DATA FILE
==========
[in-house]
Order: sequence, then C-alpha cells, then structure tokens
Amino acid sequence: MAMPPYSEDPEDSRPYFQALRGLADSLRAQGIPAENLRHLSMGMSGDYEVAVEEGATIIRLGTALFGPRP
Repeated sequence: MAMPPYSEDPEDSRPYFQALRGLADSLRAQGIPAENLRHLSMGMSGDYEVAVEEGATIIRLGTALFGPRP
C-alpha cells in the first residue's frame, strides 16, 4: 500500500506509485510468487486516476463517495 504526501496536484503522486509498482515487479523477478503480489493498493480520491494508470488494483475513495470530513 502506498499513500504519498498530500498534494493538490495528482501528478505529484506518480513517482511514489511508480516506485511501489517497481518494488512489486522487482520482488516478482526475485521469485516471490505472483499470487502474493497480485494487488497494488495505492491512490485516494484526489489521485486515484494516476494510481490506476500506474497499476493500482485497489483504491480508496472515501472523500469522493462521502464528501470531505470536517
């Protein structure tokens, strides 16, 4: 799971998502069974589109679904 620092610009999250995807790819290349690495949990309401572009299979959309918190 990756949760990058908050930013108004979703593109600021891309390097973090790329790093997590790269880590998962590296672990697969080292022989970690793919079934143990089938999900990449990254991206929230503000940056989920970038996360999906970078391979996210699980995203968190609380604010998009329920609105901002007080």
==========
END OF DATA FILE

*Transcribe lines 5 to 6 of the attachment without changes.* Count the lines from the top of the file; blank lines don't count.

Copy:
C-alpha cells in the first residue's frame, strides 16, 4: 500500500506509485510468487486516476463517495 504526501496536484503522486509498482515487479523477478503480489493498493480520491494508470488494483475513495470530513 502506498499513500504519498498530500498534494493538490495528482501528478505529484506518480513517482511514489511508480516506485511501489517497481518494488512489486522487482520482488516478482526475485521469485516471490505472483499470487502474493497480485494487488497494488495505492491512490485516494484526489489521485486515484494516476494510481490506476500506474497499476493500482485497489483504491480508496472515501472523500469522493462521502464528501470531505470536517
């Protein structure tokens, strides 16, 4: 799971998502069974589109679904 620092610009999250995807790819290349690495949990309401572009299979959309918190 990756949760990058908050930013108004979703593109600021891309390097973090790329790093997590790269880590998962590296672990697969080292022989970690793919079934143990089938999900990449990254991206929230503000940056989920970038996360999906970078391979996210699980995203968190609380604010998009329920609105901002007080």